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Ambition and equity mean future looks sparkly for goldsmith Chupi Sweetman

Top 1000: Can-do attitude, a strong green ethos and ‘investment dating’ are the drivers of Chupi’s growth

Chupi Sweetman was homeschooled by her mother, feminist icon Rosita Sweetman, in a west Wicklow childhood she describes as idyllic.

It was also empowering. She was raised to see opportunities, not challenges, leaving her with a strong sense that she could achieve anything she put her mind to, including business success.

When she was a teenager, she and her brother wrote and published a cookbook and headed off on international book tours to promote it. Having coached herself through the Leaving Cert, she studied fashion at third level and, rather than get a part-time job like other students to fund it, she set up a fashion label. It attracted the attention of buyers at Topshop, for whom she spent six years designing.

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But it was her boyfriend’s – now husband – marriage proposal that sparked her most successful business venture yet. Something about the engagement ring, and the symbolism it carried, struck a chord and, having already fallen out of love with fast fashion, she gave up fashion design to retrain as a goldsmith.


She set up Chupi in 2013 and quickly made sales to Kilkenny, Arnotts and Aer Lingus, as well as Macy’s in New York.

Having established a strong business-to-business model, she then flipped it, focusing instead on direct-to-consumer sales online. It came from a realisation that while her jewellery’s value to any one retailer was small, “to the person who falls in love with us, it’s enormous”.

The direct-to-consumer model played to her strengths as a storyteller too, leveraging social media. It also yielded invaluable customer insights, which fuelled a move upmarket, away from gold plate and into solid gold. And she utilised innovative technology to allow customers around the world to “try on” pieces in a virtual showroom.

Today the business employs 50 people and, despite having opened a store in Dublin’s Powerscourt Townhouse, about 90 per cent of its sales come online, from customers in – so far – 70 countries.

Many are attracted not just by the design but by the fact that Chupi pieces are made using recycled solid gold. Its lab-grown diamonds are fully traceable and carbon neutral, while more than 80 per cent of the classic diamonds in its collections are recycled.

In working this way, Sweetman has successfully disrupted an industry that trades on tradition and often spurious notions about what constitutes precious.

“Traditionally, this industry is about Hallmark days, about getting married, having a baby. But life is much more complicated than that,” she says. “It’s the day you leave that terrible relationship. Yes, it’s the day you get married but also the day you find the perfect job. It’s about love, hope and everything in between, and that has been a huge part of our disruption.”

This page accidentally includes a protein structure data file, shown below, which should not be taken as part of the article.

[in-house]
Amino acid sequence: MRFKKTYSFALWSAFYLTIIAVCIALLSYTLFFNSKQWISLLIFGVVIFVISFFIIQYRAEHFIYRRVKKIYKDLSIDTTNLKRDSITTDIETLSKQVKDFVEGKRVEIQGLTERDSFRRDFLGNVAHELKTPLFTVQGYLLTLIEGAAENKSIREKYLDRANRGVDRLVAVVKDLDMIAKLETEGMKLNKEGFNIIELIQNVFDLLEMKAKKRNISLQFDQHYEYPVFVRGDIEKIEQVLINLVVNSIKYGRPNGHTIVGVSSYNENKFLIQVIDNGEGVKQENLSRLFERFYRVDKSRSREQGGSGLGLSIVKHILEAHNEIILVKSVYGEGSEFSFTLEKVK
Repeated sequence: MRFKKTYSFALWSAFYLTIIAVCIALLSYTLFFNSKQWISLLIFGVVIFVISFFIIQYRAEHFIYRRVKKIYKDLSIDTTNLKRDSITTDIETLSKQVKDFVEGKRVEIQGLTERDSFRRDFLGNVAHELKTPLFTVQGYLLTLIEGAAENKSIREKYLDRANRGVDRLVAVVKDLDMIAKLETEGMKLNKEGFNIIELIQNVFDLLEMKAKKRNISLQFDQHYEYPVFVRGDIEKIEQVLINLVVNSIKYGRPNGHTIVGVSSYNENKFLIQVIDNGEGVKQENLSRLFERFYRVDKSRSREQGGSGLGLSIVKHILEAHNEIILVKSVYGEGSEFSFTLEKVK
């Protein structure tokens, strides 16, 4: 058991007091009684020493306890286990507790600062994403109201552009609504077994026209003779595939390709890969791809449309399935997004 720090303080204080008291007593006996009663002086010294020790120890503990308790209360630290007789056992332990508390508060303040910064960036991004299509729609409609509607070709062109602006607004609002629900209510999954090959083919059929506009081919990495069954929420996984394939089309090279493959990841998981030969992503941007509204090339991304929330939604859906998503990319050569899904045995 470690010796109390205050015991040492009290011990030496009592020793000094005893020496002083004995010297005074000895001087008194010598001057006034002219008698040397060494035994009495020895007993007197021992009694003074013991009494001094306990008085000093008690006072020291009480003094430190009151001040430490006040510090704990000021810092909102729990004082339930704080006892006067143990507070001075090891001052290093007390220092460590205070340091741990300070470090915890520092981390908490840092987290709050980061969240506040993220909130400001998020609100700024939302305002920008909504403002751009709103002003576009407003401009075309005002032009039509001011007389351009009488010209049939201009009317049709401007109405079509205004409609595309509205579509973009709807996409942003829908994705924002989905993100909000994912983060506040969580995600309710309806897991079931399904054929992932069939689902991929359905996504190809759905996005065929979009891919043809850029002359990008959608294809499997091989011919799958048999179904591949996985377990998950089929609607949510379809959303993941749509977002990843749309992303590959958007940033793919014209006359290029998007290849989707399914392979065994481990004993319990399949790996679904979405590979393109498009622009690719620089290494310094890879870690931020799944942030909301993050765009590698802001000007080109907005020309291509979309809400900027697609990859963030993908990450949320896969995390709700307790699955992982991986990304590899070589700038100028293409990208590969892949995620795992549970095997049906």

Sweetman’s focus on lab-grown diamonds has helped shine a light on unsavoury facets of the wider industry, including the use by some of diamonds sourced in conflict zones – often fuelling those conflicts – known as blood diamonds.

“We’ve all seen some of the terrible things about this industry. It’s about doing better,” she says. “We use gold that is recycled from industry. Gold is the eternal metal because it can be endlessly recycled. If we don’t need to mine any more, why would we?”

Equally, Chupi has brought cachet to “grey diamonds”, traditionally hardly used, having been overshadowed by their white counterparts, the industry standard.

“When my husband proposed, it was with a grey diamond and I was delighted,” says Sweetman. “Each one is unique and has inclusions and colours like its own little galaxy. Yet these diamonds were not traditionally used at all.”

Given the toll taken on the environment by extracting them, for Sweetman that was simply not good enough either. “Jewellery is a piece of the future that is handed down from generation to generation. We surely have to consider the planet as part of that future?” she says.

Last year the company went “investment dating”, as Sweetman calls it, successfully securing €3.75 million in new equity and debt funding to fuel growth.

“We have huge ambitions in Ireland and the UK and out to Europe,” she says.

The first step is the opening of a new flagship store in Dublin, in September, with double the floor space of the existing unit. A move back into B2B sales is also on the cards.

“We have very exciting partnerships lined up for the next decade,” Sweetman says.